Janis F. Kearney
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Janis F. Kearney

Janis Faye Kearney is an author, lecturer, and publisher. She served as a diarist to President Bill Clinton from 1995 - 2001.

Early life and education

Janis F. Kearney was born September 29, 1953, in Gould, Arkansas to Ethel V. Curry Kearney and Thomas James Kearney; she is the 14th of 19 children. Janis' father was a sharecropper, and her mother was a homemaker, who spent much of her time, assisting her husband with the family's cotton crops.

From the age of seven, Janis spent her summers chopping cotton, and autumns helping the family pick cotton. By the age of nine, she was also helping care for her younger siblings, and cooking for the family. However, every evening she and her siblings learned reading, writing, and arithmetic at home; they always returned to school in the winter at the top of their classes.

All except one of the Kearney children graduated from college and most went on to graduate school, law school, or both. Many attended some of the top colleges and universities in the country including Harvard, Yale, Brown, Vanderbilt, and Stanford.[1]

After graduating from Gould High School in 1971, Janis attended the University of Arkansas in Fayetteville. She married and had one child during her junior year in college; but she went on to earn a B.A. in journalism in 1976.[2] She continued her education while working, earning thirty hours towards a M.P.A. from the University of Arkansas at Little Rock.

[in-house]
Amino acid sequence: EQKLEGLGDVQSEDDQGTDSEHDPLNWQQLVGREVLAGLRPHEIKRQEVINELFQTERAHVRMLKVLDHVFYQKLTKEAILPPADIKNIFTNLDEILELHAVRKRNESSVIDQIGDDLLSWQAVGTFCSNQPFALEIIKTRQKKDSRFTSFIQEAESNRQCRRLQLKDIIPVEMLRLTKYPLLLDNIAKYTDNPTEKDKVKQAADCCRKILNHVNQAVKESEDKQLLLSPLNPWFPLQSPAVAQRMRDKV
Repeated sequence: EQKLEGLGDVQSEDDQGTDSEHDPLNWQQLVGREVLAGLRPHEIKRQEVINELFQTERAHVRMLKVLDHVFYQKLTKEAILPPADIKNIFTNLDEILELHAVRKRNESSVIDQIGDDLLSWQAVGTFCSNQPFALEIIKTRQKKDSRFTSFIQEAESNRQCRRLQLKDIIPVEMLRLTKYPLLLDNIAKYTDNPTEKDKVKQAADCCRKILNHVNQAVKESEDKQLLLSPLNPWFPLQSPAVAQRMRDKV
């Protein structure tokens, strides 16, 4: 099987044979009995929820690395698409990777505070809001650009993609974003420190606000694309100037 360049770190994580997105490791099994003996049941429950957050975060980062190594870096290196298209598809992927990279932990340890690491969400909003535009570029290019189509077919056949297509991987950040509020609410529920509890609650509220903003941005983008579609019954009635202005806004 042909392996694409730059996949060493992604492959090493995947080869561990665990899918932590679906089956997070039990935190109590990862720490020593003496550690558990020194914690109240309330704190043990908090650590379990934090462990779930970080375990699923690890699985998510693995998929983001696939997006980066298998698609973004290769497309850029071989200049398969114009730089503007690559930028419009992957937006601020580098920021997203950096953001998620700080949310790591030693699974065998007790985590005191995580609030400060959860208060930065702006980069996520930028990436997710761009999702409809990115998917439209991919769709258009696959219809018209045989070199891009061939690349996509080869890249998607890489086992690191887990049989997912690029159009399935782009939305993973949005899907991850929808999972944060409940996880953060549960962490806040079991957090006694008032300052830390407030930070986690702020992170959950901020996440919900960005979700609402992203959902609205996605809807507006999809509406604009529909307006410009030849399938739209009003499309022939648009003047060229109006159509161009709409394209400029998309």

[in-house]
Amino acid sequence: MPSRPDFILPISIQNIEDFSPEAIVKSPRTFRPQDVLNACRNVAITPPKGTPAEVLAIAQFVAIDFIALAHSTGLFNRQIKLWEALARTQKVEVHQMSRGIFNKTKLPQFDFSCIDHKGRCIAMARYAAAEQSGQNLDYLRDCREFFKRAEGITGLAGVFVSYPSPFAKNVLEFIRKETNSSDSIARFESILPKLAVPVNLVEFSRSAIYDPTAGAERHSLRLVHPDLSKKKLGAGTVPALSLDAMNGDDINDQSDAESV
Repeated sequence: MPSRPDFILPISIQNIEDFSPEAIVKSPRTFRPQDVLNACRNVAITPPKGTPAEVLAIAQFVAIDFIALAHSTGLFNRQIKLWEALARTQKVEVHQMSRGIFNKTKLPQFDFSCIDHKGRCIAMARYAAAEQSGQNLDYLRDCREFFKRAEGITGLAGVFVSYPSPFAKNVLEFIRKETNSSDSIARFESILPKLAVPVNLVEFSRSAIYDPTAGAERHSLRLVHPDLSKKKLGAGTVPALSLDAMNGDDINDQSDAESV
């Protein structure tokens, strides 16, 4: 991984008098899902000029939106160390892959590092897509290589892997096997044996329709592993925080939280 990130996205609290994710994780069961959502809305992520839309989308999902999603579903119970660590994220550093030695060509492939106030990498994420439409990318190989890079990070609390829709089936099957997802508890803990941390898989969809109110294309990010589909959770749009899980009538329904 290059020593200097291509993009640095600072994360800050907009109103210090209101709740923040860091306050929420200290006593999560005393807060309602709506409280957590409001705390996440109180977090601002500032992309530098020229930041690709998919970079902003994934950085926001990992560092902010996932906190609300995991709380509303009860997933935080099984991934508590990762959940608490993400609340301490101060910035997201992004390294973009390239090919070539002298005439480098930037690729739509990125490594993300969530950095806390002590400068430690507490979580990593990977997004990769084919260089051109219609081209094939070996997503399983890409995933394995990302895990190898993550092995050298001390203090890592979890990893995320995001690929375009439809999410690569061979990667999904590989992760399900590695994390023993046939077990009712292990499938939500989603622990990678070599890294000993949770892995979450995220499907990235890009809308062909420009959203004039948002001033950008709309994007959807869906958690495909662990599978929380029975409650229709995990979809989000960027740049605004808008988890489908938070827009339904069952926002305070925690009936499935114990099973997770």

Professional career

Kearney was hired by the State of Arkansas in 1978, where she spent three years as a program manager for the Comprehensive Employment and Training Act program, and another six years as the director of information for the national headquarters of the Migrant Student Records Transfer System.

In 1987, she became the managing editor of the Arkansas State Press newspaper, owned and operated by civil rights activist Daisy Bates. Three months after Janis joined the paper, Bates retired and Kearney bought the company from her.[3] Janis published the weekly newspaper in Arkansas for five years.

In 1992, when then governor Bill Clinton decided to run for U.S. President, he hired Kearney who he had met during her years with State Government, from her role as publisher of the Arkansas State Press, and as part of the Arkansas Kearney family; to serve as director of his campaign's Minority Media Outreach effort. Governor Clinton had taught several of her brothers during his stint as a professor of law at the University of Arkansas, and later appointed three members of the family to high-level state jobs. Janis took a sabbatical from her newspaper in 1992, and appointed her sister, Janetta Kearney, to run the newspaper during her absence. The newspaper suspended operation in 1998.

Clinton Administration